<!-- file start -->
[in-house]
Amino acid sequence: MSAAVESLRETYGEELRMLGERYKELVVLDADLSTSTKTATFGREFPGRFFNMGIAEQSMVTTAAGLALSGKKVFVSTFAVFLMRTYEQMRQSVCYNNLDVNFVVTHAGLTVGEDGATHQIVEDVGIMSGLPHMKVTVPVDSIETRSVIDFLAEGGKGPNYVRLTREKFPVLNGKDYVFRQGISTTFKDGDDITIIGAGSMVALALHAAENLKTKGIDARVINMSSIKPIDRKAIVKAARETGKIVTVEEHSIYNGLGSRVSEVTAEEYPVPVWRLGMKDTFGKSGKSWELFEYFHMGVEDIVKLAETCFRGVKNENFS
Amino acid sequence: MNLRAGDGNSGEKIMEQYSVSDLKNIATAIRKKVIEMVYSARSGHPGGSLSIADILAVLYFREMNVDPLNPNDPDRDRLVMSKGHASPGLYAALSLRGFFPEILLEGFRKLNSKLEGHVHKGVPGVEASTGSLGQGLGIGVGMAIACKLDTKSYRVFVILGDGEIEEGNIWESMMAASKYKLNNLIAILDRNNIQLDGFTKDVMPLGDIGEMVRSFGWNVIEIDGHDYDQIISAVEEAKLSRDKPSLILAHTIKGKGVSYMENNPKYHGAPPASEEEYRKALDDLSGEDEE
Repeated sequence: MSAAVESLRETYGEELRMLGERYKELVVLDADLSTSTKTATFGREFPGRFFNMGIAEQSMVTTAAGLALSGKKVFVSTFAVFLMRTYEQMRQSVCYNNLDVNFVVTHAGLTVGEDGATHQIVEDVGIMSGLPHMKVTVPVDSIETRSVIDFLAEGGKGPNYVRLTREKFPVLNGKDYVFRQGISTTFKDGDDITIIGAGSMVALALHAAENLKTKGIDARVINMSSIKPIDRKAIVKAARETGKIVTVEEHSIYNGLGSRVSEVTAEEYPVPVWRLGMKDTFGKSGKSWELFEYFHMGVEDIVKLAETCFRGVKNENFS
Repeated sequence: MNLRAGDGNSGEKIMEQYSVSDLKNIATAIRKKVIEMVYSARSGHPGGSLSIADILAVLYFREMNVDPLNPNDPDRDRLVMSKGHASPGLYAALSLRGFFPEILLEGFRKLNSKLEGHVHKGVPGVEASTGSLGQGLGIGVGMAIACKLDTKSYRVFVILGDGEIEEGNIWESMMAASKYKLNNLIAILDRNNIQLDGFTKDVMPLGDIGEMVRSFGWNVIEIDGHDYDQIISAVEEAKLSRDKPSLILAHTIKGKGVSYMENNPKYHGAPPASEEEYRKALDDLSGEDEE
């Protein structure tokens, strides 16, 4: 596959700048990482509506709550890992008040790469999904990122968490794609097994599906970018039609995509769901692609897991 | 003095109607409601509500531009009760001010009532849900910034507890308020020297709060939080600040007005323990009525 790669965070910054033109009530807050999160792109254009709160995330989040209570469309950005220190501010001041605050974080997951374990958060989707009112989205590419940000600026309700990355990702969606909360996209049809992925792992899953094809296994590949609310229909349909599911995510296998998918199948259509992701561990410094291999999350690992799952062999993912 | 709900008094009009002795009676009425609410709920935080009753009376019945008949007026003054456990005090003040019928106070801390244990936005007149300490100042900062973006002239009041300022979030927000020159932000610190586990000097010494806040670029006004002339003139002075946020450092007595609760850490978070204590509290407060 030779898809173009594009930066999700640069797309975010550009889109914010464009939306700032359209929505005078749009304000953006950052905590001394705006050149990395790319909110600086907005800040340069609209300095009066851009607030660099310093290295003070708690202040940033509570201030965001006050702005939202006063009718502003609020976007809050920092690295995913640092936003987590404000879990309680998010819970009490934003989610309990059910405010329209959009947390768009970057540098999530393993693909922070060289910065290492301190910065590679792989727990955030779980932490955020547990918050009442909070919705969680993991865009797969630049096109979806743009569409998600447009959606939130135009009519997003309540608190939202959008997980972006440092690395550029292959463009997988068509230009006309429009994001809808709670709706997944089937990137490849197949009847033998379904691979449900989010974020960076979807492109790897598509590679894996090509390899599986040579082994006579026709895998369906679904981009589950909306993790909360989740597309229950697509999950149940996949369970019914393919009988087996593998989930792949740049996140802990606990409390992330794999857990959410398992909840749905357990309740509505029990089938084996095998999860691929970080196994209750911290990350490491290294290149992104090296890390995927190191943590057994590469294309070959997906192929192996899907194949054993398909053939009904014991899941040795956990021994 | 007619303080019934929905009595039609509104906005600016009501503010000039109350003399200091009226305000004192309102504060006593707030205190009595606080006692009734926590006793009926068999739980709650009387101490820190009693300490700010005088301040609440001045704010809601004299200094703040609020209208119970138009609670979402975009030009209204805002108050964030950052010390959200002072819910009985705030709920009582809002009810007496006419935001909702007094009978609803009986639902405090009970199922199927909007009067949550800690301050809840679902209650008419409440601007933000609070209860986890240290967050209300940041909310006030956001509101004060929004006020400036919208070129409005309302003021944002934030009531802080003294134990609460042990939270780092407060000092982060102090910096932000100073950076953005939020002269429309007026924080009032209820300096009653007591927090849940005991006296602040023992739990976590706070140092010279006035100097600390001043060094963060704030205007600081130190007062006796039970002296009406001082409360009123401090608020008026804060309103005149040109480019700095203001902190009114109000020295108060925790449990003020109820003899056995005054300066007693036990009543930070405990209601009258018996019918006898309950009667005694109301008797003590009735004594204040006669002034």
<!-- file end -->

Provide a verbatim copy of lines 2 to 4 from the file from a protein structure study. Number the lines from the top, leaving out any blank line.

Amino acid sequence: MSAAVESLRETYGEELRMLGERYKELVVLDADLSTSTKTATFGREFPGRFFNMGIAEQSMVTTAAGLALSGKKVFVSTFAVFLMRTYEQMRQSVCYNNLDVNFVVTHAGLTVGEDGATHQIVEDVGIMSGLPHMKVTVPVDSIETRSVIDFLAEGGKGPNYVRLTREKFPVLNGKDYVFRQGISTTFKDGDDITIIGAGSMVALALHAAENLKTKGIDARVINMSSIKPIDRKAIVKAARETGKIVTVEEHSIYNGLGSRVSEVTAEEYPVPVWRLGMKDTFGKSGKSWELFEYFHMGVEDIVKLAETCFRGVKNENFS
Amino acid sequence: MNLRAGDGNSGEKIMEQYSVSDLKNIATAIRKKVIEMVYSARSGHPGGSLSIADILAVLYFREMNVDPLNPNDPDRDRLVMSKGHASPGLYAALSLRGFFPEILLEGFRKLNSKLEGHVHKGVPGVEASTGSLGQGLGIGVGMAIACKLDTKSYRVFVILGDGEIEEGNIWESMMAASKYKLNNLIAILDRNNIQLDGFTKDVMPLGDIGEMVRSFGWNVIEIDGHDYDQIISAVEEAKLSRDKPSLILAHTIKGKGVSYMENNPKYHGAPPASEEEYRKALDDLSGEDEE
Repeated sequence: MSAAVESLRETYGEELRMLGERYKELVVLDADLSTSTKTATFGREFPGRFFNMGIAEQSMVTTAAGLALSGKKVFVSTFAVFLMRTYEQMRQSVCYNNLDVNFVVTHAGLTVGEDGATHQIVEDVGIMSGLPHMKVTVPVDSIETRSVIDFLAEGGKGPNYVRLTREKFPVLNGKDYVFRQGISTTFKDGDDITIIGAGSMVALALHAAENLKTKGIDARVINMSSIKPIDRKAIVKAARETGKIVTVEEHSIYNGLGSRVSEVTAEEYPVPVWRLGMKDTFGKSGKSWELFEYFHMGVEDIVKLAETCFRGVKNENFS